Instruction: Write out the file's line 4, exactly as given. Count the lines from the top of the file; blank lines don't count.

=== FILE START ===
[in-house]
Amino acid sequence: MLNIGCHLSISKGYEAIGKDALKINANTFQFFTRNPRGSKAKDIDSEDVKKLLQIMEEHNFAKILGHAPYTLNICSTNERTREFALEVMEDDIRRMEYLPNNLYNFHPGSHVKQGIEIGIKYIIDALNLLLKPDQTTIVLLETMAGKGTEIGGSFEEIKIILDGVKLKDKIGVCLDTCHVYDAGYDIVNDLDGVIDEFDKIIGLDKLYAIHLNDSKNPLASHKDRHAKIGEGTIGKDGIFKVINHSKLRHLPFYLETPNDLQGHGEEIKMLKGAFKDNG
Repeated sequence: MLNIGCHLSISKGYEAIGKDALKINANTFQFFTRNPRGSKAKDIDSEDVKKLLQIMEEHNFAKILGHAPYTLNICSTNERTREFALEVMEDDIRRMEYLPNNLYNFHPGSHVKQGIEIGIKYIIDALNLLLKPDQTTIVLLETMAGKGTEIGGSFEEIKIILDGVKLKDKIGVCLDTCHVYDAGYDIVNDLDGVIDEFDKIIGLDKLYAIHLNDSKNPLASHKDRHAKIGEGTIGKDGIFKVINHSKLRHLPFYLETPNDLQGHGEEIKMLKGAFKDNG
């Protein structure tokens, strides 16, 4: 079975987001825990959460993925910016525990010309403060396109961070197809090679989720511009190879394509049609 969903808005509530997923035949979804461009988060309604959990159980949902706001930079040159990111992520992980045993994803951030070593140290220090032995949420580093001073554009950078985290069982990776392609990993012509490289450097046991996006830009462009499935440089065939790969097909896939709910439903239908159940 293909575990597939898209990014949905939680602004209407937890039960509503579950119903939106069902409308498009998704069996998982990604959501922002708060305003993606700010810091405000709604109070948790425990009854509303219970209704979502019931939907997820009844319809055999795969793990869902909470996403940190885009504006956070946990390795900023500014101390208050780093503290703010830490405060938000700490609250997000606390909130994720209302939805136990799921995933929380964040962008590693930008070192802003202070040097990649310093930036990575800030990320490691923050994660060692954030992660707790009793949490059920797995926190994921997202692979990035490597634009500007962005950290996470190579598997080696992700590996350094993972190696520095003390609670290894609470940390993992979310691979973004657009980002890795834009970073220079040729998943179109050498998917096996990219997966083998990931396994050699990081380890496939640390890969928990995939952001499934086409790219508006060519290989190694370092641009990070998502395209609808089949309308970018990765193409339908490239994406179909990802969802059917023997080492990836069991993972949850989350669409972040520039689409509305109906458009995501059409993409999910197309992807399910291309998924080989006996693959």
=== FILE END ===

């Protein structure tokens, strides 16, 4: 079975987001825990959460993925910016525990010309403060396109961070197809090679989720511009190879394509049609 969903808005509530997923035949979804461009988060309604959990159980949902706001930079040159990111992520992980045993994803951030070593140290220090032995949420580093001073554009950078985290069982990776392609990993012509490289450097046991996006830009462009499935440089065939790969097909896939709910439903239908159940 293909575990597939898209990014949905939680602004209407937890039960509503579950119903939106069902409308498009998704069996998982990604959501922002708060305003993606700010810091405000709604109070948790425990009854509303219970209704979502019931939907997820009844319809055999795969793990869902909470996403940190885009504006956070946990390795900023500014101390208050780093503290703010830490405060938000700490609250997000606390909130994720209302939805136990799921995933929380964040962008590693930008070192802003202070040097990649310093930036990575800030990320490691923050994660060692954030992660707790009793949490059920797995926190994921997202692979990035490597634009500007962005950290996470190579598997080696992700590996350094993972190696520095003390609670290894609470940390993992979310691979973004657009980002890795834009970073220079040729998943179109050498998917096996990219997966083998990931396994050699990081380890496939640390890969928990995939952001499934086409790219508006060519290989190694370092641009990070998502395209609808089949309308970018990765193409339908490239994406179909990802969802059917023997080492990836069991993972949850989350669409972040520039689409509305109906458009995501059409993409999910197309992807399910291309998924080989006996693959």